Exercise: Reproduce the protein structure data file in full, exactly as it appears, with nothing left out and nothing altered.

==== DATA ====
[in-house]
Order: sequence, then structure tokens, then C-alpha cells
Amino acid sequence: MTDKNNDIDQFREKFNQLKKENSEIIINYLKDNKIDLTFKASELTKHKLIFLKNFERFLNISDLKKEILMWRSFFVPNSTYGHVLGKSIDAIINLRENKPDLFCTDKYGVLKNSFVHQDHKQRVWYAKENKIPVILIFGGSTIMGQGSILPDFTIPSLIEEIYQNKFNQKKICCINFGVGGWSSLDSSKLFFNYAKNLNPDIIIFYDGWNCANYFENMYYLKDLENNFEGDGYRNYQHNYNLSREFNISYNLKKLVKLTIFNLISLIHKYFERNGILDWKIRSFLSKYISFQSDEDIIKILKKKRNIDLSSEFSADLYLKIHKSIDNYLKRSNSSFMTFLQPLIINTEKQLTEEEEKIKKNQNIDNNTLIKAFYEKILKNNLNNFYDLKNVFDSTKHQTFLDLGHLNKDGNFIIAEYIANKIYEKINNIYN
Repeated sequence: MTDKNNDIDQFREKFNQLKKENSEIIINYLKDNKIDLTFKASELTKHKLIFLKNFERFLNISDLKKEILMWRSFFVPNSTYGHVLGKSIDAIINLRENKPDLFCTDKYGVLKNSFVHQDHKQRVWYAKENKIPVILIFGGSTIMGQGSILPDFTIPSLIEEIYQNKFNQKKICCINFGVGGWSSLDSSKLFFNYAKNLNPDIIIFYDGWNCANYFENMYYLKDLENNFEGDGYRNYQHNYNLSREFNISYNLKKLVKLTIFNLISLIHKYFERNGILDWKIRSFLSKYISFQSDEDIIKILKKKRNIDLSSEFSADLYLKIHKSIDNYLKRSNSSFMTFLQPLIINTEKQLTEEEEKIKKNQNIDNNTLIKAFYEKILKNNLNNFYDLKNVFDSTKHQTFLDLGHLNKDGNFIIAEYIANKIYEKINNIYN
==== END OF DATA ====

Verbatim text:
[in-house]
Order: sequence, then structure tokens, then C-alpha cells
Amino acid sequence: MTDKNNDIDQFREKFNQLKKENSEIIINYLKDNKIDLTFKASELTKHKLIFLKNFERFLNISDLKKEILMWRSFFVPNSTYGHVLGKSIDAIINLRENKPDLFCTDKYGVLKNSFVHQDHKQRVWYAKENKIPVILIFGGSTIMGQGSILPDFTIPSLIEEIYQNKFNQKKICCINFGVGGWSSLDSSKLFFNYAKNLNPDIIIFYDGWNCANYFENMYYLKDLENNFEGDGYRNYQHNYNLSREFNISYNLKKLVKLTIFNLISLIHKYFERNGILDWKIRSFLSKYISFQSDEDIIKILKKKRNIDLSSEFSADLYLKIHKSIDNYLKRSNSSFMTFLQPLIINTEKQLTEEEEKIKKNQNIDNNTLIKAFYEKILKNNLNNFYDLKNVFDSTKHQTFLDLGHLNKDGNFIIAEYIANKIYEKINNIYN
Repeated sequence: MTDKNNDIDQFREKFNQLKKENSEIIINYLKDNKIDLTFKASELTKHKLIFLKNFERFLNISDLKKEILMWRSFFVPNSTYGHVLGKSIDAIINLRENKPDLFCTDKYGVLKNSFVHQDHKQRVWYAKENKIPVILIFGGSTIMGQGSILPDFTIPSLIEEIYQNKFNQKKICCINFGVGGWSSLDSSKLFFNYAKNLNPDIIIFYDGWNCANYFENMYYLKDLENNFEGDGYRNYQHNYNLSREFNISYNLKKLVKLTIFNLISLIHKYFERNGILDWKIRSFLSKYISFQSDEDIIKILKKKRNIDLSSEFSADLYLKIHKSIDNYLKRSNSSFMTFLQPLIINTEKQLTEEEEKIKKNQNIDNNTLIKAFYEKILKNNLNNFYDLKNVFDSTKHQTFLDLGHLNKDGNFIIAEYIANKIYEKINNIYN